Having a support system is a blessing.

“I am so grateful for the support of my family, friends and my partner,” Emily said. “My heart really goes out to people battling cancer alone.

“I had a neverending supply of hands to hold, shoulders to cry on or ears to listen. I never went to chemotherapy alone. I never saw a specialist without my partner, my family or a friend sitting right beside me. My family made sure I had everything I needed and I always had a comfortable bed to rest in and a home cooked meal to lift my spirits.”

Emily said her breast care nurse and doctors made her feel respected and listened to at all times, another huge support.

“I can’t speak highly enough of my medical team, they do a fantastic job,” she said.

Now that chemo and radiation are over, Emily said she is starting to get parts of her pre-diagnosis life back on track. She’s returned to university part-time and is spending longer hours at work.

That being said, grappling with her self-image and the emotional rollercoaster of her life “post-diagnosis” is a daily challenge.

“Some days I would wake up feeling positive and excited about life and others I was horribly depressed and anxious.

“I feel that I’m still now grappling with my identity. I think that’s perhaps something that comes from being diagnosed at such a young age. I feel as though I hadn’t had the chance to really figure out who I was before cancer swooped in to try and define that for me.

“Some of us underestimate the trauma that is cancer treatment. Even once it’s ‘over’ it’s never really over. The fear of re-occurrence is ever present and the scars are there everyday in the mirror.”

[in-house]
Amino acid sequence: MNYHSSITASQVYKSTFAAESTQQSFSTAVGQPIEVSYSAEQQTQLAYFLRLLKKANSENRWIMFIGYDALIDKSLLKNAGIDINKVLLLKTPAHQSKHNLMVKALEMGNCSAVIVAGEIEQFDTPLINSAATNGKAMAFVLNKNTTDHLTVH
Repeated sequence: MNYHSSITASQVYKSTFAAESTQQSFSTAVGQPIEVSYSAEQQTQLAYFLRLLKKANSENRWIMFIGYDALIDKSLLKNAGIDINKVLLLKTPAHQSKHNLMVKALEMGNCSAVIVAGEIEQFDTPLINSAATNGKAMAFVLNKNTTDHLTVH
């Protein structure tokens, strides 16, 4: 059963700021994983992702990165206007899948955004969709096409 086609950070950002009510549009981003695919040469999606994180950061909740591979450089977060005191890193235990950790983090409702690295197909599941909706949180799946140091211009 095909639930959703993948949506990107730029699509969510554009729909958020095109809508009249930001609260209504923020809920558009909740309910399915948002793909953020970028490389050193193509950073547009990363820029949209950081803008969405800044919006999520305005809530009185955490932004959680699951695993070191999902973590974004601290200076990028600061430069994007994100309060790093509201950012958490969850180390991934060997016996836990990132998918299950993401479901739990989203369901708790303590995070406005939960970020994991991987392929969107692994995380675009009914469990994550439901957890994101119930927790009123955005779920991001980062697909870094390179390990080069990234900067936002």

Even today Emily has regular specialist appointments on her calendar and there’s no real sense of being “back to normal”.

Regular checks and appointments will always be a part of Emily's life
Regular checks and appointments will always be a part of Emily’s life.

“The way I see it now is I’m no longer a full-time cancer patient – I’ve cut back to part-time.”

Emily is scheduled for reconstructive surgery in June and a second mastectomy at the end of the year.

“Hopefully once that’s behind me I can steal more of my life back from cancer.”

A message from one survivor to another:

“To the supporters, sometimes you can’t fix it. Sometimes you can’t ask someone facing the horror of cancer to be positive. Sometimes it’s better to sit with them and say, ‘This is really bloody awful and I’m so sorry this is happening to you’. And also, from a survivor to all of her supporters, thank you. I love you. I couldn’t do any of this without you.

“To the survivors, be as kind to yourself as you possibly can. It’s a time to be selfish, don’t feel guilty when people want to help or when you need extra support. Be honest with your carers, your partners, your family, your friends and your doctors about what you’re feeling. Both mentally and physically. Get a second opinion for your treatment options. Find out as much information as you can about your cancer. I felt a better sense of agency when I was armed with information. Don’t try and go to appointments alone, you won’t be able to feel and listen at the same time and there’s so much to take in. Ask your GP about a psychologist, an exercise physiologist and a dietician. Get in contact with BCNA if they don’t contact you first. Find out what services are available to you in your area and make good use of them. And also, from one survivor to another, I think you’re spectacularly brave and you’re doing a wonderful job of just getting through. You can do it.”


The New Daily is a media partner of the Women in Super Mother’s Day Classic, which takes place in 100 locations around Australia on Sunday May 14, raising money for the National Breast Cancer Foundation to help fund breast cancer research.